The mobile phase consisted of a buffer (80 mmol/L sodium acetate, 3 mmol/L triethylamine, 1 mg/L [2.67 μmol/L] disodium calcium ethylenediamine tetraacetic acid) at pH 6.43 (obtained with addition of orthophosphoric acid) run with a complex gradient of acetonitrile from 0% to 16% over 115 minutes.
Data were captured directly by computer with Waters Millennium32 software. A standard curve for each amino acid was generated from four standards injected in duplicate. Each standard contained 15 μmol/L norvaline and each amino acid to be measured in one of four concentrations. The concentrations of individual amino acids in each standard were different, as different amino acids are present in different concentrations in blood and amniotic fluid. The standard curve was generated by plotting the concentration of the amino acid to be measured on the x-axis against the ratio of the area of the peak of that amino acid to the area of the norvaline peak on the y-axis. The amino acid:norvaline peak ratio in the sample was read against the standard curve to determine the amino acid concentration in the sample.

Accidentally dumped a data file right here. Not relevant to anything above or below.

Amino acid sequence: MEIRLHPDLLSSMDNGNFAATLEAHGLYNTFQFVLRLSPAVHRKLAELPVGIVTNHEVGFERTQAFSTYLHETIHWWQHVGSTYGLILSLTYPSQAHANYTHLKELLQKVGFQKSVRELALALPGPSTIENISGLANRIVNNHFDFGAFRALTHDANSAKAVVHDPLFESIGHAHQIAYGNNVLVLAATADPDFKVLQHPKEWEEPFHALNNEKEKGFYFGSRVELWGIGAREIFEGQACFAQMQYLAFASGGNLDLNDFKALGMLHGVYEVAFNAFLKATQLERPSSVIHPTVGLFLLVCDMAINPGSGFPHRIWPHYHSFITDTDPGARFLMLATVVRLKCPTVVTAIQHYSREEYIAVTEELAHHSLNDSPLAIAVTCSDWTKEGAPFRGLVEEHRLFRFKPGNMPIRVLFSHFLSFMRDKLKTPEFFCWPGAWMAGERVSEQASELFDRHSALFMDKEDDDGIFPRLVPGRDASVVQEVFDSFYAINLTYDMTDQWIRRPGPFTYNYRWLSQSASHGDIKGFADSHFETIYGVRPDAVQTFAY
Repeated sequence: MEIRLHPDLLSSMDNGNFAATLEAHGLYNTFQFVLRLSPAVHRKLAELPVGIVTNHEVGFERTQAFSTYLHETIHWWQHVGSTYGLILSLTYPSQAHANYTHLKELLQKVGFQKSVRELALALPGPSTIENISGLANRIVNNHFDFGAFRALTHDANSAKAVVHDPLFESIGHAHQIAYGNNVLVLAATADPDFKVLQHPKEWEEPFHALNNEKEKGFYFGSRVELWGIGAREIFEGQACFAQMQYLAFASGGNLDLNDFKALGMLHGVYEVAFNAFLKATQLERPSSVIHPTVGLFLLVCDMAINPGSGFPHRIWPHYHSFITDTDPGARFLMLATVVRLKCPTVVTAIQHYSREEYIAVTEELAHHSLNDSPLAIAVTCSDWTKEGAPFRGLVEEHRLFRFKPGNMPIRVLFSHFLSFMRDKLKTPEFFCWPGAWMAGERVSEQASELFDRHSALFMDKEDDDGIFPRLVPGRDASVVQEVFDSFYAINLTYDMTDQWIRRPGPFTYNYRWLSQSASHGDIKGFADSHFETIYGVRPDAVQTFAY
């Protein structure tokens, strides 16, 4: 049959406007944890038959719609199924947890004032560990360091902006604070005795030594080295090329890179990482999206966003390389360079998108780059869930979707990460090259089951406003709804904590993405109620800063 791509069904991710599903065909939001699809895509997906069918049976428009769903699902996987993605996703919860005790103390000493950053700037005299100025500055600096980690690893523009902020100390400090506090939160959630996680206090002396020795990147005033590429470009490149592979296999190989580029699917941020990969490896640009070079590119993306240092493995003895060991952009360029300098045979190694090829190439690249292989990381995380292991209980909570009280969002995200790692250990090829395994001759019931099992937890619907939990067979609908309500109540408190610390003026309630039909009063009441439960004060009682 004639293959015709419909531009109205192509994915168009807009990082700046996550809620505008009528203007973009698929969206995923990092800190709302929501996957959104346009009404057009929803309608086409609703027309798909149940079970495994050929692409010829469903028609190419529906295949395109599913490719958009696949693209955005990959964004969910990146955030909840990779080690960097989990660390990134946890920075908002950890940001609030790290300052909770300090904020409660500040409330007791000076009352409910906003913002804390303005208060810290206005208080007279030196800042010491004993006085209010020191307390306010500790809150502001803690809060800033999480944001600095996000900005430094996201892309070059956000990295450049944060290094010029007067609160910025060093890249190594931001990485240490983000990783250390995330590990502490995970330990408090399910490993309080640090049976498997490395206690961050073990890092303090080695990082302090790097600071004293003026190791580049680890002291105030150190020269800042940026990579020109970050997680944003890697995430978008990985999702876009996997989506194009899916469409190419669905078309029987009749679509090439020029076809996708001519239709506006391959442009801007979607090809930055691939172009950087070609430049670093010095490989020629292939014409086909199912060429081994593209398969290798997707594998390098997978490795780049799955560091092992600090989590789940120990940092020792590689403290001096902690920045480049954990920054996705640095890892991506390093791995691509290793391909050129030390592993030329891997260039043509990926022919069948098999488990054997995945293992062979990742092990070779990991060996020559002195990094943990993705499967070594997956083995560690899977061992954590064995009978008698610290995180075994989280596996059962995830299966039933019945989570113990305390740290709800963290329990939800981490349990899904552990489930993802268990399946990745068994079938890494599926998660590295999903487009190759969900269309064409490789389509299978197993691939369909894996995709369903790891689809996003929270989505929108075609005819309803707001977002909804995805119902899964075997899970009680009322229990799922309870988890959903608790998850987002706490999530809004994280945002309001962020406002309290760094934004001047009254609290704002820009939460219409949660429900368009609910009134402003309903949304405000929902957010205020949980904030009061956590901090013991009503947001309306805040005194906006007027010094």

Recovery of a select group of amino acids from blood and amniotic fluid (glycine, glutamine, glutamate, alanine, arginine, leucine, and isoleucine) was checked over a range of 20, 50, 100, and 200 μmol/L above endogenous concentrations. Minimum recoveries were 90% to 96% for blood and 93% to 100% for amniotic fluid. The mean intraassay and interassay coefficients of variation for all amino acids in fetal controls (thus including both precipitation and derivatization steps) were 2.6% and 8.4%, respectively.